Neuropsychiatric Disturbance with Autoimmune Thyroid Disease is Underrecognized

Sources: Ghika-Schmid F, et al. Hashimoto’s myoclonic encephalopathy: An underdiagnosed treatable condition? Movement Disorder 1996;11:555-562; Cohen L, et al. A woman with relapsing psychosis who got better with prednisone. Lancet 1996;347:1228; Marino M, et al. Mild clinical expression of myasthenia gravis associated with autoimmune thyroid diseases. J Clin Endocrinol Metabol 1997;82:438-443.

Ghika-schmid et al report on two elderly female patients (ages 73 and 78) who presented with a subacute encephalopathy, hypertonia, myoclonus, partial complex and generalized seizures. Thyroid function tests were within normal limits, with the exception of a slightly elevated TSH, and high titers of antithyroglobulin antibodies (1325 and 1638). One of the patients additionally had hyponatremia (Na = 125 mmol/L) consistent with SIADH. Both patients were treated with corticosteroids (hydrocortisone or methylprednisolone, 150-1000 mg initially) and experienced slow clinical improvement over 2-6 weeks with a corresponding reduction in antithyroid antibodies. One of the patients relapsed two months after discontinuation of corticosteroids. Antibodies increased and were successfully retreated.

Cohen et al describe a 59-year-old woman admitted to the Neurology service in the Hopital de la Salpetriere with a provisional diagnosis of CJD. Her initial symptoms ranged from confusion, "depression," and "acute psychosis," precipitating a psychiatric hospitalization for six months. A TSH was noted to be elevated with a normal T4, and the patient was treated with thyroxine 50- 125 mcg without clinical improvement. She progressed with encephalopathic features, gait disorder, myoclonus, and eventually generalized seizures. High titers of antithyroperoxidase and antithyroglobulin antibodies were discovered, at which time the patient was started on prednisone (1 mg/kg/d) with significant clinical improvement over several weeks, and a 2.5- to five-fold reduction in antithyroid antibody levels. As the prednisone was slowly tapered over six months, a brief relapse occurred which responded to raising the dose of steroid.

Marino et al evaluated a total of 129 myasthenia gravis (MG) patients of whom 56 were found to have associated autoimmune thyroid disease (25 with Hashimoto’s thyroiditis, 31 with Graves disease). Compared to the other 73 MG patients, the patients with autoimmune thyroid disease had a measurably higher incidence of ocular MG and a lower incidence of generalized MG, thymus abnormalities, or acetylcholine receptor antibodies.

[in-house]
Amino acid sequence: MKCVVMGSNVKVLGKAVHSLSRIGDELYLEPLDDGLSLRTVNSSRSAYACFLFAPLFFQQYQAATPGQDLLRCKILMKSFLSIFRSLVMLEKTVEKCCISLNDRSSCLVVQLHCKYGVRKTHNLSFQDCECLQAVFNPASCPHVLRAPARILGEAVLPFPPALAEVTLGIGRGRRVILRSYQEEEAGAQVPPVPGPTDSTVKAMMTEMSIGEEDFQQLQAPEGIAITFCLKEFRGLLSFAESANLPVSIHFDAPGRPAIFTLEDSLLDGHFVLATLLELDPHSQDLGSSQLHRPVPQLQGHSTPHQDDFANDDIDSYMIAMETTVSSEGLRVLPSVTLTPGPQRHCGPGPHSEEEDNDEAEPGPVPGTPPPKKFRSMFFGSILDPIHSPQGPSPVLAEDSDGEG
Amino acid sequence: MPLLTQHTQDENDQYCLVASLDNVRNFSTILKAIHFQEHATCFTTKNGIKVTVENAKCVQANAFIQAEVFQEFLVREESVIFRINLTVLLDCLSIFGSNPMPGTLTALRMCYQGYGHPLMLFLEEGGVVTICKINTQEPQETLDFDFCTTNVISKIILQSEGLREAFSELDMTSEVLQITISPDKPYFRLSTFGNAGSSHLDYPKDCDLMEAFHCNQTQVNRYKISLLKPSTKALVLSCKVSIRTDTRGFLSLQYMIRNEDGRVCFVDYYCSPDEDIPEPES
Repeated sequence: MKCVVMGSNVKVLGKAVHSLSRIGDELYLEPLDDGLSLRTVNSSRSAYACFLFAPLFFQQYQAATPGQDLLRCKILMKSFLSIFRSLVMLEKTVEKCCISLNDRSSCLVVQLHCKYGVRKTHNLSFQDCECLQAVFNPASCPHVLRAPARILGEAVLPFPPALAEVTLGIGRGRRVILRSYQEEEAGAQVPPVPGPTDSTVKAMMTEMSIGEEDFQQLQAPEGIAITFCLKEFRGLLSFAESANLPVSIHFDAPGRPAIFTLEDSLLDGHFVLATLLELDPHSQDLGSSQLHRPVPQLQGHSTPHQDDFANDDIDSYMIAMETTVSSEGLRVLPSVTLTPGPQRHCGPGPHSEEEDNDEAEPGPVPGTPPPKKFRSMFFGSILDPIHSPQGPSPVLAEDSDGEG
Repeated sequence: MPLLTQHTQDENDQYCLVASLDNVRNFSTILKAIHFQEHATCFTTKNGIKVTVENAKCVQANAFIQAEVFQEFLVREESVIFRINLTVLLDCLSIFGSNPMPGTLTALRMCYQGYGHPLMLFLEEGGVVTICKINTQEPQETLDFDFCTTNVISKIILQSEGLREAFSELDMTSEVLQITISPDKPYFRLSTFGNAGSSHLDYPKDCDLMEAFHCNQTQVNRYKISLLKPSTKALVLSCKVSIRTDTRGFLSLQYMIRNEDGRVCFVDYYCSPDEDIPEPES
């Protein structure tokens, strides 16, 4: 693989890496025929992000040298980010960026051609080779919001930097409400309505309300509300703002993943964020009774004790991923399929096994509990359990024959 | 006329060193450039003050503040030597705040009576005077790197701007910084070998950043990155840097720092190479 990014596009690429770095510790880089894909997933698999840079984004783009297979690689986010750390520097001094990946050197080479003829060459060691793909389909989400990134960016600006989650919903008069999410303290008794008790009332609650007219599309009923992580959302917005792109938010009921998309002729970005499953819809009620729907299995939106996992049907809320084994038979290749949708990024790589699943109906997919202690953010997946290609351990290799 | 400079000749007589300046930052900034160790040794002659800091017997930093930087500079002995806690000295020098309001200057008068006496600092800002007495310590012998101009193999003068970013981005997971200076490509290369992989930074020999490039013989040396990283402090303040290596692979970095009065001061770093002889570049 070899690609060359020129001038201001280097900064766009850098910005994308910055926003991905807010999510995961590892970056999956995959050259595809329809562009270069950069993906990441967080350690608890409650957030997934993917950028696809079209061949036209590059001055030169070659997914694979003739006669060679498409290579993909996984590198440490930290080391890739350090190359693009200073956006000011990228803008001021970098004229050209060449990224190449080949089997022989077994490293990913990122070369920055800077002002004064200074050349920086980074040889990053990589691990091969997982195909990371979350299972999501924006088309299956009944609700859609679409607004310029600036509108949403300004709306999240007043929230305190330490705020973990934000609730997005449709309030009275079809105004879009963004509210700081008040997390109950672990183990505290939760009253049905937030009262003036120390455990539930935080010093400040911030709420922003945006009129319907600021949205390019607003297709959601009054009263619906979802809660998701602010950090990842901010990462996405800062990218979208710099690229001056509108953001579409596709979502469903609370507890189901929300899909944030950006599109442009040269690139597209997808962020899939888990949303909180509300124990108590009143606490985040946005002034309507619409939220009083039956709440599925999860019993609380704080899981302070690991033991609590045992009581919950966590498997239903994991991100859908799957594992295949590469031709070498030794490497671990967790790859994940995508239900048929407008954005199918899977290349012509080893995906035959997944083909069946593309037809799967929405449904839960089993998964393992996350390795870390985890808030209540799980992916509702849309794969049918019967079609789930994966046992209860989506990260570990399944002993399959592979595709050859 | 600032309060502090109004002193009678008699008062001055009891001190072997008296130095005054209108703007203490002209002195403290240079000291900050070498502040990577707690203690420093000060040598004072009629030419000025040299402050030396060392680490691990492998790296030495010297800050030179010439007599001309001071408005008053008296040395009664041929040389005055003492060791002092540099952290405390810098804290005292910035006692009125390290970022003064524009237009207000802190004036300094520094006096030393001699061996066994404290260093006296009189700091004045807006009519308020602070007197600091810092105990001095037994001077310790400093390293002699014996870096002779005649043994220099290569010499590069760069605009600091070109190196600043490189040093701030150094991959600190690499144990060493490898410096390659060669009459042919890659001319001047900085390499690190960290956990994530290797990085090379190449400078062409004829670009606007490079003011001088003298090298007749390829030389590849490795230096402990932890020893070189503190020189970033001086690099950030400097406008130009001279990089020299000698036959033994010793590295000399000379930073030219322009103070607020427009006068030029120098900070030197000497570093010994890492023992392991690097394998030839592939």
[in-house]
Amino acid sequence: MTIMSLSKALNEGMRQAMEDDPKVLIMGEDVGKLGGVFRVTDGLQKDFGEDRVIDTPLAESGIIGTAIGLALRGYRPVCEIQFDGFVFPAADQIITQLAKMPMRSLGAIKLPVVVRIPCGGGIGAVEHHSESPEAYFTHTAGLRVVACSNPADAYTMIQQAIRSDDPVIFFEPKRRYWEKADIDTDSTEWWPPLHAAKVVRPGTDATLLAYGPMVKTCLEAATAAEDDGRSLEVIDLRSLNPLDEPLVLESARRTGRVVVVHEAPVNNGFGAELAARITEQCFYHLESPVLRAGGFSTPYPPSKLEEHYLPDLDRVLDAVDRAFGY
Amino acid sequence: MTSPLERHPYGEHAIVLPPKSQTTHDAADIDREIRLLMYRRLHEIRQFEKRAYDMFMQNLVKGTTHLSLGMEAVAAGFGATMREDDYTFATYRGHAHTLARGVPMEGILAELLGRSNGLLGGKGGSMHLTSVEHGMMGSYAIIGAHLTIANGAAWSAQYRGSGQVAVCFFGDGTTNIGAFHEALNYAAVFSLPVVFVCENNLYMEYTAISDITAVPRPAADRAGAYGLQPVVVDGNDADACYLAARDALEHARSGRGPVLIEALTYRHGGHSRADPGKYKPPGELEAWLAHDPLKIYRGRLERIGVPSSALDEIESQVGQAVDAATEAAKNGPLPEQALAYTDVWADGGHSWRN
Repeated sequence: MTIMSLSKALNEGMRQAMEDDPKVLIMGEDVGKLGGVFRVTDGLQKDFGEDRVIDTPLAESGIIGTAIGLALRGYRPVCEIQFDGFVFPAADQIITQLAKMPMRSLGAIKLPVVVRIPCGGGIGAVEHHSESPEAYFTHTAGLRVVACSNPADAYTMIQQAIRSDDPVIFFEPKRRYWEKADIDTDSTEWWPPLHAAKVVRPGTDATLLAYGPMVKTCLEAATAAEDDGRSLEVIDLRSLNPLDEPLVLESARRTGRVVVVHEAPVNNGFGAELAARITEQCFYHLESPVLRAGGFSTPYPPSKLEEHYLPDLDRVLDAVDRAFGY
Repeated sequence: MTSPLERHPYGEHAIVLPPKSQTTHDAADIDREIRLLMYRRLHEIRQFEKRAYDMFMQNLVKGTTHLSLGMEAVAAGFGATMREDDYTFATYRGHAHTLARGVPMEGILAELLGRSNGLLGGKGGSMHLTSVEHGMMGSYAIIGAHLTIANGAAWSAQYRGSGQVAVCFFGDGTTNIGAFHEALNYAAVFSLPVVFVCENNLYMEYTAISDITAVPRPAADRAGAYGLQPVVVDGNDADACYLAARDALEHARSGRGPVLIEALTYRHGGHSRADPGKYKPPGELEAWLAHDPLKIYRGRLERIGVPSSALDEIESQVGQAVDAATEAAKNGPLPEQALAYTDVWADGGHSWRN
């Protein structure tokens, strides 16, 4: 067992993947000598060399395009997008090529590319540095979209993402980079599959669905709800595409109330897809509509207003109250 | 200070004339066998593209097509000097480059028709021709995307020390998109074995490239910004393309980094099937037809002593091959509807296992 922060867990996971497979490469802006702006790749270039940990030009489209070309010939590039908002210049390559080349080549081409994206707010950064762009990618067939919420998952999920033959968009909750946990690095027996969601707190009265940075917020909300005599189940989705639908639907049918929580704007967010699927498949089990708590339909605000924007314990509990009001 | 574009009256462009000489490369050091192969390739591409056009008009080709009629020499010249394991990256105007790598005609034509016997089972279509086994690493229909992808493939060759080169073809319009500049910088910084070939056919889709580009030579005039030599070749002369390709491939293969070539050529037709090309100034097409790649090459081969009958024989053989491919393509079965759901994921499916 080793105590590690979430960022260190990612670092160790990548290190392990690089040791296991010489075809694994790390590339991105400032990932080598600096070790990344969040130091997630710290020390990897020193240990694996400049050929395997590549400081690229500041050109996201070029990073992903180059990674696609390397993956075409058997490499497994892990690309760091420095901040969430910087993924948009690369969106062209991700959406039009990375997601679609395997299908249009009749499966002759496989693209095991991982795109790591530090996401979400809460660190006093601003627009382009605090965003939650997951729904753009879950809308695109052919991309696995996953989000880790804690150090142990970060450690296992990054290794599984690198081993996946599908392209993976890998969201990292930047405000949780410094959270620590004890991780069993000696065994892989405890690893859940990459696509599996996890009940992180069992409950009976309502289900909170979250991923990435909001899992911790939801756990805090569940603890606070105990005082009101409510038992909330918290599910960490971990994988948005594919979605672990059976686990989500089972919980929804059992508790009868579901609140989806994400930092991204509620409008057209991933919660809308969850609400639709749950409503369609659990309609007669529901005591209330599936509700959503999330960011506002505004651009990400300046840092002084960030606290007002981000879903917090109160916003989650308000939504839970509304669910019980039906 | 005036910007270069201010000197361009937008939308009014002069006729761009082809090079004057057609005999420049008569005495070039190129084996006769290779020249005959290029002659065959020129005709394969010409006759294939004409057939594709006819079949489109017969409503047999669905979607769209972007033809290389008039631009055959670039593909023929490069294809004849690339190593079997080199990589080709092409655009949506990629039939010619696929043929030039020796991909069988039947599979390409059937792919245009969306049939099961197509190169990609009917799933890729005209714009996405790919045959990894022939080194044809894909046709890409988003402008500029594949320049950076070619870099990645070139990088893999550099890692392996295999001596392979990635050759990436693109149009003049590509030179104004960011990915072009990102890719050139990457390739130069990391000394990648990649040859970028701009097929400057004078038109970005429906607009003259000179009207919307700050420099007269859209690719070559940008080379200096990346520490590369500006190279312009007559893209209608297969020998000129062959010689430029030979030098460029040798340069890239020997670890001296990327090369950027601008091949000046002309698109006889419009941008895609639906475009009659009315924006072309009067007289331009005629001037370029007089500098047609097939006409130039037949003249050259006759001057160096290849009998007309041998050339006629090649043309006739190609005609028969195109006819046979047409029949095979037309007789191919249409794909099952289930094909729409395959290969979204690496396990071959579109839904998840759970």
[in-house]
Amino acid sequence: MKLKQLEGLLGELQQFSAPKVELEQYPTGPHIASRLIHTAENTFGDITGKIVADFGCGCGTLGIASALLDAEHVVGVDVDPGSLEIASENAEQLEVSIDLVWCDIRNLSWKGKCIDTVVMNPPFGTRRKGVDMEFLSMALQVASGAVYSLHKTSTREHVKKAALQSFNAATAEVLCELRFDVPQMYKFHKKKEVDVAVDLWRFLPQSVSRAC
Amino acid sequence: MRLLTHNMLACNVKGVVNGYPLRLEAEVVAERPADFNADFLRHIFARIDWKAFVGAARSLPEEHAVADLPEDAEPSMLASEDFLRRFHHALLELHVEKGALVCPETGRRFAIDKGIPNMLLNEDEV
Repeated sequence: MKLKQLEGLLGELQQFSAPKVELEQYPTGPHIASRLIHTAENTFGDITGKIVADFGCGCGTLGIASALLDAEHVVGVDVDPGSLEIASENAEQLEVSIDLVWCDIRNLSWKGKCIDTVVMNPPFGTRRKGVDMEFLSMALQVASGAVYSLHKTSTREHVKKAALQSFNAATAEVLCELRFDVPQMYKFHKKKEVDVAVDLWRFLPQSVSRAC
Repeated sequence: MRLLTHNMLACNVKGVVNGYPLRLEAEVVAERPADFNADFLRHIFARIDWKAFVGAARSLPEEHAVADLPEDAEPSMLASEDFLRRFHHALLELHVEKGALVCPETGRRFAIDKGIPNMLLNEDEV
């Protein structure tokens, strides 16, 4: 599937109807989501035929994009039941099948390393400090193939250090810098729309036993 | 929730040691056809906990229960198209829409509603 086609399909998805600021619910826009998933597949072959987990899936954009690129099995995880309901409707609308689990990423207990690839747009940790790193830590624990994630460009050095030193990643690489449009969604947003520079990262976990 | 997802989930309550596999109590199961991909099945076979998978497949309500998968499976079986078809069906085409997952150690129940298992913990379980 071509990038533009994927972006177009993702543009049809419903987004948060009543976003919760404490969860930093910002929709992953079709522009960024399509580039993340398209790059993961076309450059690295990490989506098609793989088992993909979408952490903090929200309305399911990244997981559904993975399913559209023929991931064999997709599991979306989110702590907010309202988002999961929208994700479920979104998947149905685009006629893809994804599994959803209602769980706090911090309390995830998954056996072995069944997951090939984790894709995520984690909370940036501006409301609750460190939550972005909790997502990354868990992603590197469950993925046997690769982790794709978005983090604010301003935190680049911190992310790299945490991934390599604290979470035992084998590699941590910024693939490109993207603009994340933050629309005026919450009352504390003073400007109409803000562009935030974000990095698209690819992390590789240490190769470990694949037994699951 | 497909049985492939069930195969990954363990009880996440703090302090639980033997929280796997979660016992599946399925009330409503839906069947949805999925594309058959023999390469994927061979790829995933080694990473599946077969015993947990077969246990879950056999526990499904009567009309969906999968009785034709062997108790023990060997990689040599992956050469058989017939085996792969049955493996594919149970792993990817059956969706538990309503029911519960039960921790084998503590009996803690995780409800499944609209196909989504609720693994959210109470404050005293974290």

The complex spectrum of neuropsychiatric disturbance associated with Hashimoto’s thyroiditis is described in part with the above case reports. Ghika-Schmid et al also provide a helpful table that reviews the limited neurologic literature of this disorder with clinical and lab findings, including Lord Brain’s description from more than 30 years ago (Brain et al. Lancet 1966;2:512-514). They summarize 30 patients in the literature (26 F/4 M) with most patients presenting in their mid 30s to mid 50s (range, 14-78 years) as might be expected for this autoimmune thyroid disorder. The only subtle lab abnormality in routine TFTs might be a slightly elevated TSH with otherwise normal T4 levels, which should lead the astute clinician to test for antithyroid antibodies despite the patient appearing to be clinically euthyroid. A greater awareness of "subclinical hypothyroidism" has developed with the standard measurement of serum TSH levels and antithyroglobulin and thyroperoxidase antibodies. The mechanism of Hashimoto’s encephalopathy is poorly understood, since the neurologic disturbance appears not to be related to a derangement in the absolute level of thyroid hormone (such as in true hypothyroid myxedema coma or Graves thyrotoxicosis). Nor are antithyroid antibodies likely to be pathogenic, as the latest understanding is that they are merely an epiphenomenon of T-cell mediated thyroid destruction (Tomer Y. Clin Immunol Immunopathol 1997;82:3-11). Rather, there may be a subset of autoimmune thyroid disease in which central neural substrates are additionally targeted by immune processes.

In more overt forms of disease, the patient may present with diffuse encephalopathy and myoclonus. However, in persons with mild or early forms, there may be more subtle cognitive and psychiatric complaints, ranging from impaired concentration to mood changes. Thus, Hashimoto’s encephalopathy may be underrecognized and hence undertreated in clinical practice. In our experience from a select population of patients in the Multiple Sclerosis Center, two patients with clinically definite established MS but minor demyelinating disease had subsequent onset of cognitive and psychiatric symptoms associated with high (> 1000) antithyroglobulin antibodies, minor elevation in TSH, and otherwise normal TFTs. They underwent striking clinical improvement over 3-4 weeks following corticosteroid treatment. Interestingly, several of the prior case reports reviewed by Ghika-Schmid also demonstrated multiple white matter lesions on brain MRI, raising the possibility of a superimposed autoimmune demyelinating or vasculopathic disorder. Indeed, others have suggested a possible form of encephalomyelitis in Hashimoto’s encephalopathy (Shaw, et al. Neurology 1991;41:228-233).

Thus, in patients presenting with clinical features consistent with Hashimoto’s encephalopathy, empiric therapy with corticosteroids and possibly low-dose thyroxine should be initiated. Other concomitant autoimmune disease, either a systemic or a primary neurologic disorder (e.g., SLE or MS), should be considered. Careful monitoring of clinical status and antibody titers will aid in determining a tapering schedule for corticosteroids. Relapses, however, can often occur. —ba